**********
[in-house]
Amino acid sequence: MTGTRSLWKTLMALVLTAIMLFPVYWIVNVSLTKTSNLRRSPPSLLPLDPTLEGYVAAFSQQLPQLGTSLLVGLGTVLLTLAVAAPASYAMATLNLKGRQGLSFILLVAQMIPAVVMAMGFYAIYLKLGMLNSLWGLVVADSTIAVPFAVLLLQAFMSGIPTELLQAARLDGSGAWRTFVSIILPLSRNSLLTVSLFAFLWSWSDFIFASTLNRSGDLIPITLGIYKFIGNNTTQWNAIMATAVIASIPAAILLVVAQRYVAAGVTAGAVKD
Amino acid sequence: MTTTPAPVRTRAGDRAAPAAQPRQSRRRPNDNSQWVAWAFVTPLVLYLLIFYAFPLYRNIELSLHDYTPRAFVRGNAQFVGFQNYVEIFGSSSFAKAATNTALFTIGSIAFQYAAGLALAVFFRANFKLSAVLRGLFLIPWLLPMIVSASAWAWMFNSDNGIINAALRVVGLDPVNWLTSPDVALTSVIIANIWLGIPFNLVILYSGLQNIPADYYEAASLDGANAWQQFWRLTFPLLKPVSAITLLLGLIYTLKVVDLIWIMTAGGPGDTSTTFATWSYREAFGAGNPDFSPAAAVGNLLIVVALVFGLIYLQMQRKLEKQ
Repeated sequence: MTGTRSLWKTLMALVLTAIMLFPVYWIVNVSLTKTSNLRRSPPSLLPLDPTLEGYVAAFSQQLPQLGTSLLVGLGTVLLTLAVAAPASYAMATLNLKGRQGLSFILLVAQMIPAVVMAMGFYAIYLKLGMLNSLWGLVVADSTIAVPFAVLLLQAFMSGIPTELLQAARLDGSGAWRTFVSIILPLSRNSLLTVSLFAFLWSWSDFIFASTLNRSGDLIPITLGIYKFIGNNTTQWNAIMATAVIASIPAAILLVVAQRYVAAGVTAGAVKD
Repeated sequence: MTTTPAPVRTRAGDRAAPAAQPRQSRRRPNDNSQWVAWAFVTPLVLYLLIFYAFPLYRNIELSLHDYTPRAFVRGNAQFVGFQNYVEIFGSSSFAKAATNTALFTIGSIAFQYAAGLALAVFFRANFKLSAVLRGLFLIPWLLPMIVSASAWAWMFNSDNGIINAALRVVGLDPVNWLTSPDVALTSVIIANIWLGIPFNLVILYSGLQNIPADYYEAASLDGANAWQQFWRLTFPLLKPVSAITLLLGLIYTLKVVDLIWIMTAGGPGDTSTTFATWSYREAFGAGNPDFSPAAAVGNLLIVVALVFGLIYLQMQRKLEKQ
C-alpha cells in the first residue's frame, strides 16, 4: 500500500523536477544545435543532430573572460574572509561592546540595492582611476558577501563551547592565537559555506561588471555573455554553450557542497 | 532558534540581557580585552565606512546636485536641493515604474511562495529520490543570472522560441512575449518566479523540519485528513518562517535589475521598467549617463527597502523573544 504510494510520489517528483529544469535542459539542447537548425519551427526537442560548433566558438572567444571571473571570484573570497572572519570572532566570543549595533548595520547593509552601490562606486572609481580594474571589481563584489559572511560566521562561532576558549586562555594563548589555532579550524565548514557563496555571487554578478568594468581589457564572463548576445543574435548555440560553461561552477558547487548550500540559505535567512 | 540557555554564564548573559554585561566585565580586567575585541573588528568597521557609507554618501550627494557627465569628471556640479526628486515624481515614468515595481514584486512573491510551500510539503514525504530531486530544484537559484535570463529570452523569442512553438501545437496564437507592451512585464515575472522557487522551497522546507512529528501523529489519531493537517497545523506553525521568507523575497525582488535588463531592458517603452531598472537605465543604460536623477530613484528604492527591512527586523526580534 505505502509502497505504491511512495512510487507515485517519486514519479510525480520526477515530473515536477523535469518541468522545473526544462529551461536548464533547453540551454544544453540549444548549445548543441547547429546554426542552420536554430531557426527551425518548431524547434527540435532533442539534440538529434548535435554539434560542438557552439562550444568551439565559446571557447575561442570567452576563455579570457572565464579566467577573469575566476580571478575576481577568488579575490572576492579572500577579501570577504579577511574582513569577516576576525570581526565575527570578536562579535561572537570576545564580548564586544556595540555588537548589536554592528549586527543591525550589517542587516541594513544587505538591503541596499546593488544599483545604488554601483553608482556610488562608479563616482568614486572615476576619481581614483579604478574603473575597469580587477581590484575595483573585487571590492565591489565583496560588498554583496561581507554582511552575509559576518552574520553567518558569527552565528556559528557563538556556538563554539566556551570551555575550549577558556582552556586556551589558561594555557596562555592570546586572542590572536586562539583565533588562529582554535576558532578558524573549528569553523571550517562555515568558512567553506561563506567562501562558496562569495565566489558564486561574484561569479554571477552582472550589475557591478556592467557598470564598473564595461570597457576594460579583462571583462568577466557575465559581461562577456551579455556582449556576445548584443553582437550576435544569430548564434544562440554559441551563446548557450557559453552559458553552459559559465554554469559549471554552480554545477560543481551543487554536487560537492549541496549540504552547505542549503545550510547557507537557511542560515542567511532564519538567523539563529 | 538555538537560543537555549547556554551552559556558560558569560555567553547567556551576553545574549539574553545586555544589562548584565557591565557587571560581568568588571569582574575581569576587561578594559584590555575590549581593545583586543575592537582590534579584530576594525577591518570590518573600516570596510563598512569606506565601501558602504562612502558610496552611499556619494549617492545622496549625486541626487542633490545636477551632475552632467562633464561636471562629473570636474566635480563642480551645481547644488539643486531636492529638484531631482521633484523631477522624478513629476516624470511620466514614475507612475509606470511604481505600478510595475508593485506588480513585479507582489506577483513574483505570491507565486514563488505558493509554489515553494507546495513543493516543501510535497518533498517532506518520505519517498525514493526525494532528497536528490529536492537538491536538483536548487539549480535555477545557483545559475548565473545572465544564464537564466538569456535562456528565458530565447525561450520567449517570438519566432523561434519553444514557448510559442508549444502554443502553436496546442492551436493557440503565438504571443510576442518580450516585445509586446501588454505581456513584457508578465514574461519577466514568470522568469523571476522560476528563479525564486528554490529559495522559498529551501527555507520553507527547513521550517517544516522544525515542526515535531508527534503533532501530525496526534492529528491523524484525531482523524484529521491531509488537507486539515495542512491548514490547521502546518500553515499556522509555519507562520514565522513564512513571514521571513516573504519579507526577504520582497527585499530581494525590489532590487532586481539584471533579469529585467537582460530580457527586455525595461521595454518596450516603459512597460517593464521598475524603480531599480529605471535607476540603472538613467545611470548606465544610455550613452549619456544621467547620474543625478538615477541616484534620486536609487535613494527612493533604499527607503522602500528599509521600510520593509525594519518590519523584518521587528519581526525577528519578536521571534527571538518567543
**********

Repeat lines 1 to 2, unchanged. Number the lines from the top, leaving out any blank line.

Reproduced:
[in-house]
Amino acid sequence: MTGTRSLWKTLMALVLTAIMLFPVYWIVNVSLTKTSNLRRSPPSLLPLDPTLEGYVAAFSQQLPQLGTSLLVGLGTVLLTLAVAAPASYAMATLNLKGRQGLSFILLVAQMIPAVVMAMGFYAIYLKLGMLNSLWGLVVADSTIAVPFAVLLLQAFMSGIPTELLQAARLDGSGAWRTFVSIILPLSRNSLLTVSLFAFLWSWSDFIFASTLNRSGDLIPITLGIYKFIGNNTTQWNAIMATAVIASIPAAILLVVAQRYVAAGVTAGAVKD